Wind-tunnel tests then, and even now, are not conclusive, because they are conducted in controlled air flow, while in actual flight the free air through which a plane flies cannot be controlled and varies from minute to minute.

This fact was and is well known to any aeronautical technician. If the air flow could be seen and not deducted from empirical data, itself not accurate, designers could see the exact effect of air flow across the upper and lower surfaces of wing sections, and the turbulence astern of the trailing edge could be studied and perhaps modified to improve flight.

Fairfax Naulty had some experience with motion pictures, and thinking the problem over of using motion-picture film, 16-18 frames, or panels, to the minute, he tried smoke. Definitely no good, as the smoke expanded in its movement in addition to the motion conducted to the wing section from the blast of a propeller.

Fine sand, sprinkled evenly over the wing surfaces might do. So a visit was paid to several beaches in search of a fine white sand. It was finally found at Long Beach, Long Island, and an ample quantity brought to Washington; tests were made and proved hopeful of good results.

The method used was to set up a propeller, on a motor-a Jenny motor was used-surround the whole set-up with a housing, and place a movable curtain of heavy canvas between the propeller and the wing section under tests. Cinema cameras, lent by the United States Signal Corps and operated by Signal Corps men, were put in position, one above the wing section, the other at the side, so that synchronized pictures could be made of the air flow in plan and in side elevation. .Sand was carefully spread over the surface being tested, the motor started, and at the right speed the canvas curtain was drawn to one side and the propeller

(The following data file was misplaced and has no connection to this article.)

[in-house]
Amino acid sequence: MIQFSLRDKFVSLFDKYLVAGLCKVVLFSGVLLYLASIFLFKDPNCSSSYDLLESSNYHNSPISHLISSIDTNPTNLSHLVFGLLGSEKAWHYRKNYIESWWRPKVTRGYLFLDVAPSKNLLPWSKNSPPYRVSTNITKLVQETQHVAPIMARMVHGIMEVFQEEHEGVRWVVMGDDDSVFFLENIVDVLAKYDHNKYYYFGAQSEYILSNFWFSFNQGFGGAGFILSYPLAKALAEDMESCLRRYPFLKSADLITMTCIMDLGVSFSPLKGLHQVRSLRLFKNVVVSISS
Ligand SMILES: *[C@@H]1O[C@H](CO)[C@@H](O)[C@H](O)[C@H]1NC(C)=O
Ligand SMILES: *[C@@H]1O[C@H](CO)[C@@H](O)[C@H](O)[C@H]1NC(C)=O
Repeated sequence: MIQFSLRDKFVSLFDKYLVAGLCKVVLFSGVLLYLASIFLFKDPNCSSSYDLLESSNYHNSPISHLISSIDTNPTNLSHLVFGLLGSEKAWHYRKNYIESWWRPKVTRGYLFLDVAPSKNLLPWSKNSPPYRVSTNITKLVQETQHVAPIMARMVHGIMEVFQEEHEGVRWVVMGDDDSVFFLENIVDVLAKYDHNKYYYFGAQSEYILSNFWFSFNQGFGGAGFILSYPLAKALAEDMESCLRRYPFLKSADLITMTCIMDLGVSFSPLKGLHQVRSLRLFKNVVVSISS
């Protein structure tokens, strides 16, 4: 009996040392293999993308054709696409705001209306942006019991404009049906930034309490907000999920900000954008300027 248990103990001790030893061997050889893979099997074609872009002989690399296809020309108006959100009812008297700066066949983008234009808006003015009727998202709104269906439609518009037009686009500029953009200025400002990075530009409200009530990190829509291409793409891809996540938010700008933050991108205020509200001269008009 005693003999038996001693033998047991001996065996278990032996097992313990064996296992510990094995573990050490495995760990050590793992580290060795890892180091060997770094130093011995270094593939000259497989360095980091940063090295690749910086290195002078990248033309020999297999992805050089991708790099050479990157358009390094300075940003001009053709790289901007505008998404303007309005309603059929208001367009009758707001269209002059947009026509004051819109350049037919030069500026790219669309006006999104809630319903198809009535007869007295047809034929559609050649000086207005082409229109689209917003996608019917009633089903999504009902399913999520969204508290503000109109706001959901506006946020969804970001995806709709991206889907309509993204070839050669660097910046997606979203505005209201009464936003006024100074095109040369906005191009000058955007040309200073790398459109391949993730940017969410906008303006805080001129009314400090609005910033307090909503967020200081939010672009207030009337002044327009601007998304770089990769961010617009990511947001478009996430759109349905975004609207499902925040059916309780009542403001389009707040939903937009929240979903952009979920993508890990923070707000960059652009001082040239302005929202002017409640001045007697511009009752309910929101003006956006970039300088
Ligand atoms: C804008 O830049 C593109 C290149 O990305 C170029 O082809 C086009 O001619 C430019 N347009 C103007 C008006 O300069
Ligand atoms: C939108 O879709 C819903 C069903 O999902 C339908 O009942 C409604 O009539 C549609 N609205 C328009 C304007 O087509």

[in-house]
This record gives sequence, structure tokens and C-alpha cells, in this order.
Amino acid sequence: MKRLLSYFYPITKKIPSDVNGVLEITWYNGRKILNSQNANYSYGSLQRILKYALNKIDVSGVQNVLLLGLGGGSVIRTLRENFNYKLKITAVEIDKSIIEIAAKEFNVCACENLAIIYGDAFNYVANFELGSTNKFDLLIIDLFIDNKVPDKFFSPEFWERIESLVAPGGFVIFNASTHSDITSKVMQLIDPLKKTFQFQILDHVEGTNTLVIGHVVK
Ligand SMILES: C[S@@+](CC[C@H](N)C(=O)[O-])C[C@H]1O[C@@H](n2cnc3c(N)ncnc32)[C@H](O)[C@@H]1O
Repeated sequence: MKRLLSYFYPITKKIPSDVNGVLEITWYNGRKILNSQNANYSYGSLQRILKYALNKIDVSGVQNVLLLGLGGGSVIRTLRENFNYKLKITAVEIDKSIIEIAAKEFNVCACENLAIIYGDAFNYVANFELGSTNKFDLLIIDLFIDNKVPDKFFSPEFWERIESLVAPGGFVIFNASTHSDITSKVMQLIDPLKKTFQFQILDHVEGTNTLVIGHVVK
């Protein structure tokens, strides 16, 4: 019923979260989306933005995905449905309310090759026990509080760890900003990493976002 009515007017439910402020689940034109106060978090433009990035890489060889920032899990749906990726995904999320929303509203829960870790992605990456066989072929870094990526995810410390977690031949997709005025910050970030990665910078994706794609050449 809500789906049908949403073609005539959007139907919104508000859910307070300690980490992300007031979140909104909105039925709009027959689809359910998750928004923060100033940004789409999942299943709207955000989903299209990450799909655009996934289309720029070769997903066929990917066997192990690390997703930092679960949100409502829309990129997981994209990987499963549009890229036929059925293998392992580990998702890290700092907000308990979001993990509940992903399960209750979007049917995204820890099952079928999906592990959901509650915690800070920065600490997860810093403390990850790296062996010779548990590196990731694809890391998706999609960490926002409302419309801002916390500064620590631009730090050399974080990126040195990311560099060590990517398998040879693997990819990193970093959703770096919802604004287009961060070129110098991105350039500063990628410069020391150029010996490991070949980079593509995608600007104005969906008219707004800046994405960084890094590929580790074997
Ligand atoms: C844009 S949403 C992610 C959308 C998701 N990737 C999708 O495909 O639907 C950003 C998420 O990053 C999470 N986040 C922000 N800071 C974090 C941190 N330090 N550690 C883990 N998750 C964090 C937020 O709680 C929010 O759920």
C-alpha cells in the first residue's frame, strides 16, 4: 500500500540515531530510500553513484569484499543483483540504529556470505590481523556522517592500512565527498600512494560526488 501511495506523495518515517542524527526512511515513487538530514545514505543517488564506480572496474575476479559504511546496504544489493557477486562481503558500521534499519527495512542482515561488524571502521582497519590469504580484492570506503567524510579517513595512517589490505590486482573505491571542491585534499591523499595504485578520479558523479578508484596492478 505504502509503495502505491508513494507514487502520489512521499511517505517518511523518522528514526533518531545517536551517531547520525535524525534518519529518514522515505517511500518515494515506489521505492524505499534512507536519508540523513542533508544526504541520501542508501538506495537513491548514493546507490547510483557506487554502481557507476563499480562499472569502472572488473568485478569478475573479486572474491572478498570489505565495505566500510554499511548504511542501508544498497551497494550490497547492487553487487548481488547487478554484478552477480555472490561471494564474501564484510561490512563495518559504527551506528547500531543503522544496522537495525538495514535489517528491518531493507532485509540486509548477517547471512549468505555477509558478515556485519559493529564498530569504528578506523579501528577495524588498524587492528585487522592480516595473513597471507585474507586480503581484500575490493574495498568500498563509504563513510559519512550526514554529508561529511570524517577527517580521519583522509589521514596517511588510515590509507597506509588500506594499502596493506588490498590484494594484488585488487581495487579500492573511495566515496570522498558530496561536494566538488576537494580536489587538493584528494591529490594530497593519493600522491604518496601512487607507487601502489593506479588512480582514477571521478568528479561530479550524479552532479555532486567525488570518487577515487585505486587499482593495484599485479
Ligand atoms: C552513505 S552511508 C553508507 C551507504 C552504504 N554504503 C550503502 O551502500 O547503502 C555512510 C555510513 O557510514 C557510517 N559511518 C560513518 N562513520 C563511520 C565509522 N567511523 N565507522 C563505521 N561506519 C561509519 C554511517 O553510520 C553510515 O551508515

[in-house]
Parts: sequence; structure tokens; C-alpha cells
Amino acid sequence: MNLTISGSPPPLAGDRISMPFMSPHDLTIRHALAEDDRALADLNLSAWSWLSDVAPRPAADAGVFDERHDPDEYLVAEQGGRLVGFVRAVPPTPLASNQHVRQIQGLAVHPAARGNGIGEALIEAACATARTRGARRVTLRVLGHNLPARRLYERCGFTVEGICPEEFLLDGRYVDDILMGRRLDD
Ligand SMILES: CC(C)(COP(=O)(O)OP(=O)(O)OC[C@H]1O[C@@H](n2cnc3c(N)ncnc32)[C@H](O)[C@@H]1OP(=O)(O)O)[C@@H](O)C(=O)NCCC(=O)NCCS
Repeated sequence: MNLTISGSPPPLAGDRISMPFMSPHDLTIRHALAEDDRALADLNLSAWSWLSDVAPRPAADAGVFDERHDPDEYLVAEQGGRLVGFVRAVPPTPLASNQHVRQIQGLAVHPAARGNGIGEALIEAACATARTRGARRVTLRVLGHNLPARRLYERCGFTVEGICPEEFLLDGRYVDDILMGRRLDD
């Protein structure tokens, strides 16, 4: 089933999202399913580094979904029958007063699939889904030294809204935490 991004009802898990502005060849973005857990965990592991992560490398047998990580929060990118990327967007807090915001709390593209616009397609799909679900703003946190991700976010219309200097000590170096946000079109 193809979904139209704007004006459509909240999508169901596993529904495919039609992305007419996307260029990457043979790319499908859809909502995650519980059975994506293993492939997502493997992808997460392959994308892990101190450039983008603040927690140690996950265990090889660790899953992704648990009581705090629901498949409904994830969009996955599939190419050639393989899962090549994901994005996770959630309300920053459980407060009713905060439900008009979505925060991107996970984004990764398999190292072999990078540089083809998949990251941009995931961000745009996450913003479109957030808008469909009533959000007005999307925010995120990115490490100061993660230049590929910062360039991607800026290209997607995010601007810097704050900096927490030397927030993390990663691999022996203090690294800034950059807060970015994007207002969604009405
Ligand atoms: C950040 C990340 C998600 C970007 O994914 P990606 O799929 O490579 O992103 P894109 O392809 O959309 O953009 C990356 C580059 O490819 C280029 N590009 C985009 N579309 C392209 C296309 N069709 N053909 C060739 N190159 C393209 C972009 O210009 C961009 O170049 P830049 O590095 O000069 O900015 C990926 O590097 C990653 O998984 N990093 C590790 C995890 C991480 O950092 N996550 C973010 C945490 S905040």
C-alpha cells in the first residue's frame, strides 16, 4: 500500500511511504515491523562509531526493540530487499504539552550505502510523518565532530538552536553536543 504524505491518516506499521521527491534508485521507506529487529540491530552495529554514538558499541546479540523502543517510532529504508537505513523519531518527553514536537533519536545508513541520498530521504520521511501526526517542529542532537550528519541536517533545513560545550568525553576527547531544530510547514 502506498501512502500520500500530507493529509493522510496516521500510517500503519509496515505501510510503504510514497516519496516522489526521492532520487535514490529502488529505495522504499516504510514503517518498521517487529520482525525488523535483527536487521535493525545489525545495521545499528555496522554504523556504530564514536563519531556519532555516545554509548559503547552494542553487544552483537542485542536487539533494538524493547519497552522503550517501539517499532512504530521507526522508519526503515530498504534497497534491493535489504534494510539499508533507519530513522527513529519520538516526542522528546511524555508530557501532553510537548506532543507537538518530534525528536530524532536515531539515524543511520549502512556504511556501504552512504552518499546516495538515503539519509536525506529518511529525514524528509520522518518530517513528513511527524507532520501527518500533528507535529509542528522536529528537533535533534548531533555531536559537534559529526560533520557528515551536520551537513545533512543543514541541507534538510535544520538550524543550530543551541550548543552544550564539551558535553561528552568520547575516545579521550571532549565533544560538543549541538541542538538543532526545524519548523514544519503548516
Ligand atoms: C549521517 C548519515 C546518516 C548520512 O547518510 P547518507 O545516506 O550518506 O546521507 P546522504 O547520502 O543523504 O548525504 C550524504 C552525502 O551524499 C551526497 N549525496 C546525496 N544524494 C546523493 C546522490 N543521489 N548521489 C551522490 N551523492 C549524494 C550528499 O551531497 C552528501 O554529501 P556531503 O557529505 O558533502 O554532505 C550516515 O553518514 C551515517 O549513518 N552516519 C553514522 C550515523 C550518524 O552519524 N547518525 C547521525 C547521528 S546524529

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The finished film was brought to Washington by Fairfax Naulty and deposited in a vault at the War College. The projection room at the War College was used for the display of the film to General Menoher and his aide, Director of Air Service, who had succeeded General Kenly, and were later turned over to Air Service and by it, or by Signal Corps, later were sent to McCook Field, Dayton, Ohio.

Flu was epidemic in the United States in 1918–19, and despite rugged health previously, Fairfax Naulty contracted a case of "walking flu” in Washington. He continued his work and then went to New York later, en route to McCook Field, Dayton, Ohio, when the real flu struck him. He took the train for Dayton and had a severe attack on the train but managed to get to Dayton and to a hotel, where he had to take to bed. In those days a flu case was either dead or entirely recovered in 472 days, and Fairfax Naulty recovered.

Reporting at McCook Field, he found Alexander Klemin apparently in charge of the Technical Section. Having learned in the meantime that Klemin had taken data of the wind-tunnel tests from the building at the Massachusetts Institute of Technology to his home and there—and this charge is made deliberatelyaltered the results of the Massachusetts Institute of Technology tests to make them appear unfavorable to the value of the wing sections devised by Fairfax Naulty, he directly charged Klemin at his desk with this and declined to continue with any work over which Klemin had charge or supervision.

It is regretted that it seems advisable to go into this detail in regard to the Fairfax Naulty wing sections and the cinema-sand tests on them and other comparable wing sections, as neither the wing sections nor the cinema-sand test film is referred to in the bill H. R. 2861, now before the Committee on Claims, but as there is a continued series of indirect and subversive references to Fairfax Naulty throughout the data supplied to the Secretary of War and by him forwarded to the Committee on Claims, in justice to himself and to his personal and aeronautical Teputation Fairfax Naulty asks indulgence for this detail.